x: '22', y: 'foo')
end

it 'should parse a prefixed route' do
  assert_parsed_route('/bar/:x', '/bar/foo',
                      x: 'bar')
end

it 'should not parse if the template does not match' do
  refute_parsed_route('/:x/:y', '/foo')
end

it 'should not parse if the prefix does not match' do
  refute_parsed_route('/bar/:x', '/BAZ/foo')
end

# ...

def parse_url(route_pattern, url)
  router = Router.new(route_pattern)
  router.parse(url)
end

def assert_parsed_route(route_pattern, url, expected_result)
  result = parse_url(route_pattern, url)
  msg = "Expected '#{route_pattern}' to match #{url}"
  assert_equal(expected_result,
               result,
               msg)
end

def refute_parsed_route(route_pattern, url)
  result = parse_url(route_pattern, url)
  msg = "Expected '#{route_pattern}' to not match #{url}"
  assert_equal(nil,
               result,
               msg)
end

# ...

As you can see the custom built assertions do increase the readability of the individual tests. They also reduce the repetiton of the actual Router interface to a bare minimum so that any contract changes will have a minimum impact on the tests.

The usage of custom messages on the internally used generic assertions will also help the developers to get a clearer picture in case of any failing tests.

Benefits of Custom Assertions

Even though the above example is a rather short one, it reflects some of the benefits one can get using specific assertions where appropriate.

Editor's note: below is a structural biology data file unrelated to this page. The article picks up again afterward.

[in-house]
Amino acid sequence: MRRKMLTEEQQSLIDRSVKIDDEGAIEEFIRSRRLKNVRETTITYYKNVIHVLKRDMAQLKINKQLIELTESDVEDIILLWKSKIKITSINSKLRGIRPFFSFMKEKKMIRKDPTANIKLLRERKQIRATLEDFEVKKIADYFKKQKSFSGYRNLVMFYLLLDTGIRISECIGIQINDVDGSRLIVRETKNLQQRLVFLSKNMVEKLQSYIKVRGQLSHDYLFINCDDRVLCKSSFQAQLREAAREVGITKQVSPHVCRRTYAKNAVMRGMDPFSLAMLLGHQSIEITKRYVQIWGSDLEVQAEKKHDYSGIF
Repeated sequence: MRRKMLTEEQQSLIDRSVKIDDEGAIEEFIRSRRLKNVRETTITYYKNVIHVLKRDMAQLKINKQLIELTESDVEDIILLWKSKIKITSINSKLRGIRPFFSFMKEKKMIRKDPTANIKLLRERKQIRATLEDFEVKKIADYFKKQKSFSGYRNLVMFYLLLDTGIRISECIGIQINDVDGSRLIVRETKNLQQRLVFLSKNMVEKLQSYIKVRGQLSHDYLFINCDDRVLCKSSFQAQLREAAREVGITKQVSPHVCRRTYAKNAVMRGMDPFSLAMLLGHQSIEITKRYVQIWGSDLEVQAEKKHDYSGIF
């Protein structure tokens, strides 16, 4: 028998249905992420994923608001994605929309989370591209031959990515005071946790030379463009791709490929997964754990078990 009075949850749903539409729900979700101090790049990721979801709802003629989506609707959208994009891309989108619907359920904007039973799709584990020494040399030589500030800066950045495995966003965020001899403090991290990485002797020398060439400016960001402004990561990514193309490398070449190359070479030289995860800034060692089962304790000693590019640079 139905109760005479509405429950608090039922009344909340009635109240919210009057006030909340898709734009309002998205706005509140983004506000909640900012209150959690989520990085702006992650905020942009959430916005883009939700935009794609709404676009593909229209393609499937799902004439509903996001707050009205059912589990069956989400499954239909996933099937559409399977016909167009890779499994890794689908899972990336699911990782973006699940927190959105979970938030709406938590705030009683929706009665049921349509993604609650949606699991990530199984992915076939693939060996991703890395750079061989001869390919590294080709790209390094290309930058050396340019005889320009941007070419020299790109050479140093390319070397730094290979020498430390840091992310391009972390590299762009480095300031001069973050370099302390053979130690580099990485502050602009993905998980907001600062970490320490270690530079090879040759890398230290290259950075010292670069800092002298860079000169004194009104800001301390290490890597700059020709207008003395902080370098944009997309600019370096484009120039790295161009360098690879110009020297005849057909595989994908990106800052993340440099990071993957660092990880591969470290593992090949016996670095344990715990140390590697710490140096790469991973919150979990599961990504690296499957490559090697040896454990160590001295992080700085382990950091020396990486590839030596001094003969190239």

The main improvement compared to the usage of generic assertions is the increased expressiveness of the individual tests. Meaning of the test and its implementation is fully decoupled.

Because of this decoupling the developer gets better test maintainability for free since the interface of the System Under Test is less scattered around. Ideally, only the specific assertions interact with the interface directly. Direct changes on the interface will thus have a lesser impact on the test code.

Another advantage is the opportunity to be more explicit with the assertion messages. One can freely add very descriptive error messages to the individual assertion methods without repeating them over and over again in every test case. This is especially helpful if one or more test cases start to fail after several code changes, probably even on different parts of the systems. That gives a developer confronted with a sudden test failure on the system a clearer view of the potential origins of that error. Just compare the difference between the following two outputs:

"Expected /:x/:y to match /foo/22"
# vs
"Expected: {:x => 'foo', :y => 22}, Actual: nil"

The difference in readability – especially in the context of several failing tests in a row – is worth the small effort of building custom assertions.

Overall, the construction of custom assertions might at a first glance be more upfront work than sticking to the already present generic ones.

Refererences:

The following prior posts do contain similar topics around the concepts of specific assertions: